In 1991, Egypt embarked on a massive privatization program to transfer the ownership of many public enterprises and assets to the private sector. Underlying this strategy were two major factors: (i) the state of many public enterprises which proved to be unproductive and inefficient, and (ii) resulting financial liability that further constrained government’s resources, contributing to a larger budget deficit that necessitated an increase in domestic borrowing and crowded out necessary resources for private activity. Indeed, private credit growth remains low and the share of private investment in total investment falls below that for many of Egypt’s comparators.
Against this background, the government has stepped up the plan to address shortcomings against the performance of ailing public enterprises and transform the economy into private-led growth. Since the launching of the privatization program, it has gone through several stages, ranging from high speed to a virtual halt in response to issues related to the political economy. The purpose of this workshop is to present the main results of a large-scale study conducted by ECES staff regarding the role of the private sector in Egypt’s economic development, the overarching philosophy of privatization, and the results of the privatization program thus far.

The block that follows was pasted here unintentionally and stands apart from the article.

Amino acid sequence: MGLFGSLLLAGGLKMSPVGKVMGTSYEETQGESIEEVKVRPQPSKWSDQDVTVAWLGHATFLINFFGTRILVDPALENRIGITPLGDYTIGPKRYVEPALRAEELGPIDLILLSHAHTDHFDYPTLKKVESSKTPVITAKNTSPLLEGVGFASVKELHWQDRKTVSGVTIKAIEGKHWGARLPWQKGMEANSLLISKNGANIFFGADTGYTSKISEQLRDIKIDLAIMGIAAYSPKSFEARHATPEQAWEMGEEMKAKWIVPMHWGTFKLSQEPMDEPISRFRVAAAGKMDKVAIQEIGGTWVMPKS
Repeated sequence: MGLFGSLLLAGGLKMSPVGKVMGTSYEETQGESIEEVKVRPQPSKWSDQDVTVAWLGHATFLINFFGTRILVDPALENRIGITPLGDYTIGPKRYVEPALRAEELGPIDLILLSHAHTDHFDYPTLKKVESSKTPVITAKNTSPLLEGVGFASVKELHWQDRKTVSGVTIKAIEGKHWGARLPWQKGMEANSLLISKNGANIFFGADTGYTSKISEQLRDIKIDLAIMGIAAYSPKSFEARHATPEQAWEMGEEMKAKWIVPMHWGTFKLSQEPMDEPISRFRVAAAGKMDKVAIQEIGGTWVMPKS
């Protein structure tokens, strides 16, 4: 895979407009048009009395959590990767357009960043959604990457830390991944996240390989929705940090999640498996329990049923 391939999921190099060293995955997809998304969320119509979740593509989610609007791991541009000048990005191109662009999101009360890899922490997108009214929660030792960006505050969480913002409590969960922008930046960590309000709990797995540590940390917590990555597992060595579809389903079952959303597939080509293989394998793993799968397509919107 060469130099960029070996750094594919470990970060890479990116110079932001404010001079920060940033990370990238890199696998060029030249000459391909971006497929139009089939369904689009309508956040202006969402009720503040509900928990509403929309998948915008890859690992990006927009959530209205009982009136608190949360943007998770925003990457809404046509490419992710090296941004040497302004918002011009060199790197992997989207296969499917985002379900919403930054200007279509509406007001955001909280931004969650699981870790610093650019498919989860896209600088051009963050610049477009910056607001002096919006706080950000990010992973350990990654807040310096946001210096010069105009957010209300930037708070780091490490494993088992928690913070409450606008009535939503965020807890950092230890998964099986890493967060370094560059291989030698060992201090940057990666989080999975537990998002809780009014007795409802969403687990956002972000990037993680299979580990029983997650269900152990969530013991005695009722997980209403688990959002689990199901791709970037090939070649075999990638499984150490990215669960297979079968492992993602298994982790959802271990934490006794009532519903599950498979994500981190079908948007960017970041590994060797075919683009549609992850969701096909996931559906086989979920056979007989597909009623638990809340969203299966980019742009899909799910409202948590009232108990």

Having taken stock of the sales and mobilization of privatization proceeds, the study evaluates the effects on macroeconomic performance and firms’ performance. Finally, the study recognizes shortcomings in implementation that have slowed down progress and fueled public anger, in a few cases, diverting attention away from the overarching objectives of privatization. The study concludes that shortcomings in implementation should be properly addressed without compromising the privatization philosophy as a cornerstone towards maximizing the benefits of economic reforms and energizing the role of the private sector in economic activity.